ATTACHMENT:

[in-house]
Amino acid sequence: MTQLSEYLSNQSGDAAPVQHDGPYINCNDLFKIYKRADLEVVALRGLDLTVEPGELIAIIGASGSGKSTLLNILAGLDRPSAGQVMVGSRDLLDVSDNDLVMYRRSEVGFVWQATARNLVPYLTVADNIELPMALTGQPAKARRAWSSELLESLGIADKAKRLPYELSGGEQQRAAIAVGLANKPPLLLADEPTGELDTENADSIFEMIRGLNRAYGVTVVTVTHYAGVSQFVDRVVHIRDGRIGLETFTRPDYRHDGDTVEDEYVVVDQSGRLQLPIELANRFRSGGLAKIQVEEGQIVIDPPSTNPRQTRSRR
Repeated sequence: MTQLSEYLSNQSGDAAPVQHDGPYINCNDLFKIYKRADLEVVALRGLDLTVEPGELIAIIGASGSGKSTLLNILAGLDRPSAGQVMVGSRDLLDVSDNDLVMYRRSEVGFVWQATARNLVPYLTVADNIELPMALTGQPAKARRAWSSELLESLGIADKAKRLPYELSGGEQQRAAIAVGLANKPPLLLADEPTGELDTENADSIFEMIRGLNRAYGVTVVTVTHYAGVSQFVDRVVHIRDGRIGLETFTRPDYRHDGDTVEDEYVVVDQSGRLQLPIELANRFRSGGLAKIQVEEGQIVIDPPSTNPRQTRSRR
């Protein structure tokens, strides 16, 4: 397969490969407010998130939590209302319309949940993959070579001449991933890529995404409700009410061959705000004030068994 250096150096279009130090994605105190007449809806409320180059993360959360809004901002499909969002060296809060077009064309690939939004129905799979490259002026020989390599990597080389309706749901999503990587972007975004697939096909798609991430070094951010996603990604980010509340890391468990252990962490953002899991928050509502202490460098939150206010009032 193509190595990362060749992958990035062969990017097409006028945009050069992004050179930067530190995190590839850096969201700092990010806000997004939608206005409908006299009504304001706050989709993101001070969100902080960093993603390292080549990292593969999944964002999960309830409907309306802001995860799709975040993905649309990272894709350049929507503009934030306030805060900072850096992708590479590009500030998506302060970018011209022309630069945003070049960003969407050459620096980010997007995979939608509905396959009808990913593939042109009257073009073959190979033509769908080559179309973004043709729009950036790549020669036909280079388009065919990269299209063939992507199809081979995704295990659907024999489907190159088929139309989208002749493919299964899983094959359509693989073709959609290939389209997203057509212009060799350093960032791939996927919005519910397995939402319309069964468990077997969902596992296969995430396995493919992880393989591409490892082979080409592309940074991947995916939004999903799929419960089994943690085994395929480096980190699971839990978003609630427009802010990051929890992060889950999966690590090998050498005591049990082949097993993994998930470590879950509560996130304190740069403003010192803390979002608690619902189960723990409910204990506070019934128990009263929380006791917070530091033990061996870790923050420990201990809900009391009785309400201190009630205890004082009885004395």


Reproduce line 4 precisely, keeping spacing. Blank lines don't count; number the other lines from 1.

């Protein structure tokens, strides 16, 4: 397969490969407010998130939590209302319309949940993959070579001449991933890529995404409700009410061959705000004030068994 250096150096279009130090994605105190007449809806409320180059993360959360809004901002499909969002060296809060077009064309690939939004129905799979490259002026020989390599990597080389309706749901999503990587972007975004697939096909798609991430070094951010996603990604980010509340890391468990252990962490953002899991928050509502202490460098939150206010009032 193509190595990362060749992958990035062969990017097409006028945009050069992004050179930067530190995190590839850096969201700092990010806000997004939608206005409908006299009504304001706050989709993101001070969100902080960093993603390292080549990292593969999944964002999960309830409907309306802001995860799709975040993905649309990272894709350049929507503009934030306030805060900072850096992708590479590009500030998506302060970018011209022309630069945003070049960003969407050459620096980010997007995979939608509905396959009808990913593939042109009257073009073959190979033509769908080559179309973004043709729009950036790549020669036909280079388009065919990269299209063939992507199809081979995704295990659907024999489907190159088929139309989208002749493919299964899983094959359509693989073709959609290939389209997203057509212009060799350093960032791939996927919005519910397995939402319309069964468990077997969902596992296969995430396995493919992880393989591409490892082979080409592309940074991947995916939004999903799929419960089994943690085994395929480096980190699971839990978003609630427009802010990051929890992060889950999966690590090998050498005591049990082949097993993994998930470590879950509560996130304190740069403003010192803390979002608690619902189960723990409910204990506070019934128990009263929380006791917070530091033990061996870790923050420990201990809900009391009785309400201190009630205890004082009885004395």